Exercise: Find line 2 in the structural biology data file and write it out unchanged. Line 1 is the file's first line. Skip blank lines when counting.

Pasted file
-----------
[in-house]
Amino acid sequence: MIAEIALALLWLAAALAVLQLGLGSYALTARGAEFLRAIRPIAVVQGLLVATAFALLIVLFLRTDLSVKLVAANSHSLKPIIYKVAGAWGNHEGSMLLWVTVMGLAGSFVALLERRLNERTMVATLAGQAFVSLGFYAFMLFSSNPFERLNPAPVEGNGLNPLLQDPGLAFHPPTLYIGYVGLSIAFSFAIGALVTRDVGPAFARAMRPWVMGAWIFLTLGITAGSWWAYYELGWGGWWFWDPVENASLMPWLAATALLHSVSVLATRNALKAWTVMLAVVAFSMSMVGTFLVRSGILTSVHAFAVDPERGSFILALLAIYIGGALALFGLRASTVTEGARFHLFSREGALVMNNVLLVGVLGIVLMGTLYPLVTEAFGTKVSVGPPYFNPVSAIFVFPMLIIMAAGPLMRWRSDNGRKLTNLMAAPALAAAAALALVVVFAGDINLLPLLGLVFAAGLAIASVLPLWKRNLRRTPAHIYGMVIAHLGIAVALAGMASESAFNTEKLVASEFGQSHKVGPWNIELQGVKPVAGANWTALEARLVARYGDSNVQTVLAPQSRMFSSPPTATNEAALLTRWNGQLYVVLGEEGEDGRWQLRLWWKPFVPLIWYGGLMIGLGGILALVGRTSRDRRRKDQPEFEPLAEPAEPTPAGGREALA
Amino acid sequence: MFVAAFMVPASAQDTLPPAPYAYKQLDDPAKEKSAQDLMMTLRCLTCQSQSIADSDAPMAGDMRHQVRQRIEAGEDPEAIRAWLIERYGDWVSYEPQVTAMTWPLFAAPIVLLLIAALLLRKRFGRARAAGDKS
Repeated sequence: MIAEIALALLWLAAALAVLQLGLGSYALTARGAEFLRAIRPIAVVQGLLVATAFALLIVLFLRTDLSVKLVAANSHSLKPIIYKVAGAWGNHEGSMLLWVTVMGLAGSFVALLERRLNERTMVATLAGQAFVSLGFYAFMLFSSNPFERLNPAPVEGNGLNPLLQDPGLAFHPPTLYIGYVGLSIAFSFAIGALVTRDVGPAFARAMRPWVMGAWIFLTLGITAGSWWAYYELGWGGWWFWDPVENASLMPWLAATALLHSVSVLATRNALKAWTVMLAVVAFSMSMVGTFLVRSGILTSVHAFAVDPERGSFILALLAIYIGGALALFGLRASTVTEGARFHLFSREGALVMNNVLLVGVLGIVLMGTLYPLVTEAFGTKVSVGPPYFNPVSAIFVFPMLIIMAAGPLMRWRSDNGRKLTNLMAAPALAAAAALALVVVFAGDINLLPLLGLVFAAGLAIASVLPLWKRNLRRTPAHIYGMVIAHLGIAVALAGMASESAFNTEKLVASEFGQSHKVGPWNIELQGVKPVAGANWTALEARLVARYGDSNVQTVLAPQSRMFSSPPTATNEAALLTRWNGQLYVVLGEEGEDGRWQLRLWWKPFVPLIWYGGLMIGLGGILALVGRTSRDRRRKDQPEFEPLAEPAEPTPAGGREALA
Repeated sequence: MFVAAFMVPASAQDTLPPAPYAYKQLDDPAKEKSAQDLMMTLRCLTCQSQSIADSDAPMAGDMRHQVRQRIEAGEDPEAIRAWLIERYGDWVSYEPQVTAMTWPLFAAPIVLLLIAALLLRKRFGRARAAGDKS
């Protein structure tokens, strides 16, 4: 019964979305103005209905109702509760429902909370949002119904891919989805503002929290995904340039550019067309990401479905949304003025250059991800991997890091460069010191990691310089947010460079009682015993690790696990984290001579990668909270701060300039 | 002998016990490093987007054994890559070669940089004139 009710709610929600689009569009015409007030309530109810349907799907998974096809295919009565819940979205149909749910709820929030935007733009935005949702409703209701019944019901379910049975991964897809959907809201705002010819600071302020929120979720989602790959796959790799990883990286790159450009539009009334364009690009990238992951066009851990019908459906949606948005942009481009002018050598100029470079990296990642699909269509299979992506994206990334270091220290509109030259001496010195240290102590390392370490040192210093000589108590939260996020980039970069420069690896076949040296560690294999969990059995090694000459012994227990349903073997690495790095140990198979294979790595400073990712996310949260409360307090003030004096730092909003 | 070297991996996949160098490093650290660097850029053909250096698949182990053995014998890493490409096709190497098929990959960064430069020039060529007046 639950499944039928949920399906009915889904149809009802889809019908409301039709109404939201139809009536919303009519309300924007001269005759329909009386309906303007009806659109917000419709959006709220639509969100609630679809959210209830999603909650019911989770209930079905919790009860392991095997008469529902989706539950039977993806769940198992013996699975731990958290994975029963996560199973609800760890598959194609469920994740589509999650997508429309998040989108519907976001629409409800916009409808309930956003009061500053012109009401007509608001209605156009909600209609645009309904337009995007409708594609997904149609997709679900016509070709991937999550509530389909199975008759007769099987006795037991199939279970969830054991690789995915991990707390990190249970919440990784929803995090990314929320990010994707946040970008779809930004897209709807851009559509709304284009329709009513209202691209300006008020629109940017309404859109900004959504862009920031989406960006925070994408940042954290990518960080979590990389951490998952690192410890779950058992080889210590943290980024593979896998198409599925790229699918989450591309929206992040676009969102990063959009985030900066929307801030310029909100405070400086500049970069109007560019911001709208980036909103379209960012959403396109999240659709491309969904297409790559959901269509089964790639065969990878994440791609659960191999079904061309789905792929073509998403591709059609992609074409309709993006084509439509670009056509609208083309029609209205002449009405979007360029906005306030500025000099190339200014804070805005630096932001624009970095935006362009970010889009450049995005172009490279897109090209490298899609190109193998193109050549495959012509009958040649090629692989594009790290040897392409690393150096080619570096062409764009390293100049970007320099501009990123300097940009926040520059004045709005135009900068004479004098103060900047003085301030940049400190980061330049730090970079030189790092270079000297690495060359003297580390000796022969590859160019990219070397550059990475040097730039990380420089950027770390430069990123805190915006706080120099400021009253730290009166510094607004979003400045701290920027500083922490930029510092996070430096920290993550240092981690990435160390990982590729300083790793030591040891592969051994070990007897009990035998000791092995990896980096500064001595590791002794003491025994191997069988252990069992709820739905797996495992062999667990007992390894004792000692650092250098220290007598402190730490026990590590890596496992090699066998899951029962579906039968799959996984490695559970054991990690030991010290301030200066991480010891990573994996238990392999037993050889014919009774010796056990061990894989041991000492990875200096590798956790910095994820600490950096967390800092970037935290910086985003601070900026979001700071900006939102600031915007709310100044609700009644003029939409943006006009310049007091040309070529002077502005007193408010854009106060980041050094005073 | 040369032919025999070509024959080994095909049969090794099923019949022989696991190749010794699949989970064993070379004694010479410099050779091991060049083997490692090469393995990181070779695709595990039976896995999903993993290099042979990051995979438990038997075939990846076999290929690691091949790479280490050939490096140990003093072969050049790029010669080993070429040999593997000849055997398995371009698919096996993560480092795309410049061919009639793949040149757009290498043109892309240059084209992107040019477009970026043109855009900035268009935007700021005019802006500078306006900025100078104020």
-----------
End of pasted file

Amino acid sequence: MIAEIALALLWLAAALAVLQLGLGSYALTARGAEFLRAIRPIAVVQGLLVATAFALLIVLFLRTDLSVKLVAANSHSLKPIIYKVAGAWGNHEGSMLLWVTVMGLAGSFVALLERRLNERTMVATLAGQAFVSLGFYAFMLFSSNPFERLNPAPVEGNGLNPLLQDPGLAFHPPTLYIGYVGLSIAFSFAIGALVTRDVGPAFARAMRPWVMGAWIFLTLGITAGSWWAYYELGWGGWWFWDPVENASLMPWLAATALLHSVSVLATRNALKAWTVMLAVVAFSMSMVGTFLVRSGILTSVHAFAVDPERGSFILALLAIYIGGALALFGLRASTVTEGARFHLFSREGALVMNNVLLVGVLGIVLMGTLYPLVTEAFGTKVSVGPPYFNPVSAIFVFPMLIIMAAGPLMRWRSDNGRKLTNLMAAPALAAAAALALVVVFAGDINLLPLLGLVFAAGLAIASVLPLWKRNLRRTPAHIYGMVIAHLGIAVALAGMASESAFNTEKLVASEFGQSHKVGPWNIELQGVKPVAGANWTALEARLVARYGDSNVQTVLAPQSRMFSSPPTATNEAALLTRWNGQLYVVLGEEGEDGRWQLRLWWKPFVPLIWYGGLMIGLGGILALVGRTSRDRRRKDQPEFEPLAEPAEPTPAGGREALA